Michael G. Surette, PhD

Professor, Department of Medicine

Joint appointment to the Department of Biochemistry and Biomedical Sciences

Canada Research Chair in Interdisciplinary Microbiome Research


Lab website:

twitter: @surette_m

Google+: +Mike Surette


Bacteria live almost exclusively in communities with other microorganisms, and often in association with multicellular hosts. These communities are capable of maintaining complex structural and functional stability over time, and exhibit fascinating properties of resiliency in response to environmental changes. This is a result of interactions between microbes and the environment and amongst members of the community. A multitude of chemical interactions occur in microbial communities where primary and secondary metabolites contribute to a wealth of interactions between organisms. The chemicals include a variety of nutrients, toxic or neutral metabolic byproducts, antibiotics, and cell-cell signaling molecules. These chemical and physical signals mitigate microbial relationship that can be competitive, cooperative or neutral, and thus are responsible for determining community structure. In turn, the surrounding community changes the microenvironment of individual cells that respond to chemical and environmental cues in a combinatorial manner.  Pathogens must contend with this complex ecology during infection.  For pathogens, these other microbes are the normal microbiota of the human host (the human microbiome).  The human microbiome is poorly defined and composed of thousands of organisms of which relatively few have been characterized.  We are working to define the normal microbiota and to understand the role of small molecule signaling in the ecology of the normal microbiota of the human host.

One of our primary areas of research investigates the role of normal flora-pathogen interactions in health and disease in the area of respiratory infections with a focus in cystic fibrosis.  A polymicrobial perspective on these infections has lead to identification of overlooked pathogens in airway disease as well as synergistic interactions between avirulent organisms and pathogens.  This is a fundamentally different view of airway infections and has lead to direct benefits to patients through altered treatment strategies.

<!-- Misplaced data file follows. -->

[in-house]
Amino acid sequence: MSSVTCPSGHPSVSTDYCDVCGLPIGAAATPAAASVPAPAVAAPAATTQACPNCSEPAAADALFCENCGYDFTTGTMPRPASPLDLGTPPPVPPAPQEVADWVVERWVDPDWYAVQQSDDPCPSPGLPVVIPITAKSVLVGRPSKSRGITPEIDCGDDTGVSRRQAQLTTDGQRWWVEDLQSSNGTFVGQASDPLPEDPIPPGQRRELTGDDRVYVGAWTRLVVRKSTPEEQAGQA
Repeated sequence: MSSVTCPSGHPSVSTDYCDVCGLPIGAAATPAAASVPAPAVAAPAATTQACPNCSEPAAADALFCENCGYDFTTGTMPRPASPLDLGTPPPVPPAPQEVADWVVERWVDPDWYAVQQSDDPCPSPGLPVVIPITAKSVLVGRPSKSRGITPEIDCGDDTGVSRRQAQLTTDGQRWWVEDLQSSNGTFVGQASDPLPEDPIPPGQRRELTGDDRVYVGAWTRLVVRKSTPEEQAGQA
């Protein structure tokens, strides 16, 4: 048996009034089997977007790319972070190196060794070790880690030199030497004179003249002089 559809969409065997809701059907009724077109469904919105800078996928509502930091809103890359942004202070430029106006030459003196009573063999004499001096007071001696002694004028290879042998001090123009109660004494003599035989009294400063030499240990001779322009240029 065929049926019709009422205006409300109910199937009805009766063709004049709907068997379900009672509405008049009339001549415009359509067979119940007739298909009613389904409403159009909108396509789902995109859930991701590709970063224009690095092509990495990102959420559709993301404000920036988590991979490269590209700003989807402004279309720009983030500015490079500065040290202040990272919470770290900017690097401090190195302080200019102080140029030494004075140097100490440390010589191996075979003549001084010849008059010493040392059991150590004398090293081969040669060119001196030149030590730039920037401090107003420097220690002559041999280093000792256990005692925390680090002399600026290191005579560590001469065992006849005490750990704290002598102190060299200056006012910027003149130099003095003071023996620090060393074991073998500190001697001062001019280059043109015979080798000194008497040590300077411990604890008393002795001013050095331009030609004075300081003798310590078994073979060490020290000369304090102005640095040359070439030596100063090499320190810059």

1. Wessels, JM, Lajoie, J, Vitali, D, Omollo, K, Kimani, J, Oyugi, J et al.. Association of high-risk sexual behaviour with diversity of the vaginal microbiota and abundance of Lactobacillus. PLoS ONE. 2017;12 (11):e0187612. doi: 10.1371/journal.pone.0187612. PubMed PMID:29095928 .
  2. Wu, RY, Määttänen, P, Napper, S, Scruten, E, Li, B, Koike, Y et al.. Non-digestible oligosaccharides directly regulate host kinome to modulate host inflammatory responses without alterations in the gut microbiota. Microbiome. 2017;5 (1):135. doi: 10.1186/s40168-017-0357-4. PubMed PMID:29017607 PubMed Central PMC5635512.
  3. Nadkarni, RR, Abed, S, Cox, BJ, Bhatia, S, Lau, JT, Surette, MG et al.. Functional Enterospheres Derived In Vitro from Human Pluripotent Stem Cells. Stem Cell Reports. 2017;9 (3):897-912. doi: 10.1016/j.stemcr.2017.07.024. PubMed PMID:28867347 PubMed Central PMC5599260.
  4. Whelan, FJ, Surette, MG. A comprehensive evaluation of the sl1p pipeline for 16S rRNA gene sequencing analysis. Microbiome. 2017;5 (1):100. doi: 10.1186/s40168-017-0314-2. PubMed PMID:28807046 PubMed Central PMC5557527.
  5. Shen, P, Whelan, FJ, Schenck, LP, McGrath, JJC, Vanderstocken, G, Bowdish, DME et al.. Streptococcus pneumoniae Colonization Is Required To Alter the Nasal Microbiota in Cigarette Smoke-Exposed Mice. Infect. Immun. 2017;85 (10):. doi: 10.1128/IAI.00434-17. PubMed PMID:28760931 PubMed Central PMC5607400.
  6. Whitney, JC, Peterson, SB, Kim, J, Pazos, M, Verster, AJ, Radey, MC et al.. A broadly distributed toxin family mediates contact-dependent antagonism between gram-positive bacteria. Elife. 2017;6 :. doi: 10.7554/eLife.26938. PubMed PMID:28696203 PubMed Central PMC5555719.
  7. Acosta, N, Whelan, FJ, Somayaji, R, Poonja, A, Surette, MG, Rabin, HR et al.. The Evolving Cystic Fibrosis Microbiome: A Comparative Cohort Study Spanning 16 Years. Ann Am Thorac Soc. 2017;14 (8):1288-1297. doi: 10.1513/AnnalsATS.201609-668OC. PubMed PMID:28541746 .
  8. Svensson, SL, Behroozian, S, Xu, W, Surette, MG, Li, L, Davies, J et al.. Kisameet Glacial Clay: an Unexpected Source of Bacterial Diversity. MBio. 2017;8 (3):. doi: 10.1128/mBio.00590-17. PubMed PMID:28536287 PubMed Central PMC5442455.
  9. Pinto-Sanchez, MI, Hall, GB, Ghajar, K, Nardelli, A, Bolino, C, Lau, JT et al.. Probiotic Bifidobacterium longum NCC3001 Reduces Depression Scores and Alters Brain Activity: A Pilot Study in Patients With Irritable Bowel Syndrome. Gastroenterology. 2017;153 (2):448-459.e8. doi: 10.1053/j.gastro.2017.05.003. PubMed PMID:28483500 .
  10. Heirali, AA, Workentine, ML, Acosta, N, Poonja, A, Storey, DG, Somayaji, R et al.. The effects of inhaled aztreonam on the cystic fibrosis lung microbiome. Microbiome. 2017;5 (1):51. doi: 10.1186/s40168-017-0265-7. PubMed PMID:28476135 PubMed Central PMC5420135.
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